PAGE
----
I’d heard a few songs from each Ritter and Gibson, but I wasn’t overly familiar with any of the artists’ music going into the show.
The line wasn’t long when I arrived but that’s because it was already pretty full inside. There was a 20s, hipster contingent, but the age range was wider than an average Great American show, both older, dressed up a little, and younger, dressed in t shirts and jeans.
Dave Smallen was on when I got there with just his guitar and voice. After some angry and concrete protest song, I wasn’t looking forward to the rest of the set. After that, though, he mixed it up between serious, often angsty songs with lighter fair–“silly songs” he called them. While the din of the audience chatter threatened to drown out Smallen, I felt he deserved more credit than the audience seemed to be giving him. I didn’t love everything he did but I thought there were some good ones, particularly among his lighter songs.
I don’t want to ruin the suspense, but what was one of the worst audiences I’ve seen for Smallen got even more disrespectful with their chatter during the beautiful set of Laura Gibson, but suddenly became an enthusiastic and great audience for Josh Ritter. I understand how this happens–Ritter fans come for Ritter and don’t really care to see the openers–but I don’t understand why. If you love music, you’d think you’d give other bands a chance to play you music and be quiet for long enough to hear it. Commentary on audience talking aside, let’s move on with the rest of the show.
Laura Gibson came on stage with her band after a short break. She had two musicians with her, each with half of a drum kit. The guy on the left also manned the banjo, castanets and singing saw, while the one on the right played the melodica and accordion. I believe both handled harmony vocal duties.
She played a beautiful set, dominated, at least in my mind, by Laura’s fragile, fluid voice and guitar. Besides the rousing “Spirited” near the end of the set, it was a pretty subdued set of music, carefully put together. I’m excited to see her again in May when she plays the Bottom of the Hill with Damien Jurado–I’m hoping it’ll be a little quieter.
Laura Gibson – Spirited (mp3)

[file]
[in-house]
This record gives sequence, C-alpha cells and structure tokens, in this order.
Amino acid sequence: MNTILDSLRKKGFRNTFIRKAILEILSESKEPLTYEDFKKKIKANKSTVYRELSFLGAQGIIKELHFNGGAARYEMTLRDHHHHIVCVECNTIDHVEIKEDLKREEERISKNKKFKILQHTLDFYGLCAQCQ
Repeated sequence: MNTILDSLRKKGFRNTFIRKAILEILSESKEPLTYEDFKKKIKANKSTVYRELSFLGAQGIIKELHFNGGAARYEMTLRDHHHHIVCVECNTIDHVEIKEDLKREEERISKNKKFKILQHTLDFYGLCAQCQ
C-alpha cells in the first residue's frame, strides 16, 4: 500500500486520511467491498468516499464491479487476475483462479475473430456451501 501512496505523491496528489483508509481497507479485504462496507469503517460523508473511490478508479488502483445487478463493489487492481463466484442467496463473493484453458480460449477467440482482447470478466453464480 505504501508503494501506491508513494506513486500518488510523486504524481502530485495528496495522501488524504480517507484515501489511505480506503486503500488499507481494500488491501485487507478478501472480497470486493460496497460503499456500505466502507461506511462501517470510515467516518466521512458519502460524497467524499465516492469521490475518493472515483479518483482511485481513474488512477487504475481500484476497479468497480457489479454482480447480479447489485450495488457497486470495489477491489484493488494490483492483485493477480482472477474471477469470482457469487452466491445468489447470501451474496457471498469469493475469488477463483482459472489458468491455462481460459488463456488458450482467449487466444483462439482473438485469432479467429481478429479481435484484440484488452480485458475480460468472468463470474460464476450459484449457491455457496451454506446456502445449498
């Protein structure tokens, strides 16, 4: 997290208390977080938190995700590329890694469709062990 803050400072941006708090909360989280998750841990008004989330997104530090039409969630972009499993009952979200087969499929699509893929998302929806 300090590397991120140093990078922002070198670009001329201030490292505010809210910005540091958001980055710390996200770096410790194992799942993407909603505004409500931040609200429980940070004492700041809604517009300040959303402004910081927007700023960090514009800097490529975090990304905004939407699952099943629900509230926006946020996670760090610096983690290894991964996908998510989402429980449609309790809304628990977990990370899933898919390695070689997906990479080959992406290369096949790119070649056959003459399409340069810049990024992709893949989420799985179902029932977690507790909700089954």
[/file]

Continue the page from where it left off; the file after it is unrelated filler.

I probably know more bands than the average person, but there are always bands that slip through for whatever reason. Of course I’d heard of Josh Ritter, but before this show, I’d never really listened to him, except for a quick myspace investigation.
With the audience applauding madly, Jose Ritter came on stage with a grin that stretched from ear to ear. Ritter was billed as “solo, with a string quartet”. He stood with his guitar in the center of the stage, draped in while and yellow light for much of the show. To the right was a string quartet that joined him on some songs.
To a Ritter fan, I’d half to guess that this set was amazing, almost magical. For me, it was a bit like being the outsider while a preacher riles up his congregation. Ritter seemed ecstatic to be there. The crowd was really into the songs. After singing along to part of the second song in the set, Ritter thanked the audience for doing so and there was a lot more singing along for the rest of the set.
The first song the string quartet accompanied, they sounded muddy and a bit like a hodgepodge, but where they played for the rest of the set after that, they added nicely to the sound. The set was made up of crowd pleasers and new songs, solo songs and ones with the string quartet.
I’m not sure I’ll be running to buy his CDs, but I did like Ritter’s songs, especially in this setting. They have nice melodies and he has some nice lyrical turns (“Paul said to Peter, you got to rock yourself a little harder” for example).
 There’s a reason that greats like Bob Dylan wrote abstract or narrative protest songs: they work much better than some angry diatribe against specific politics or a specific politician.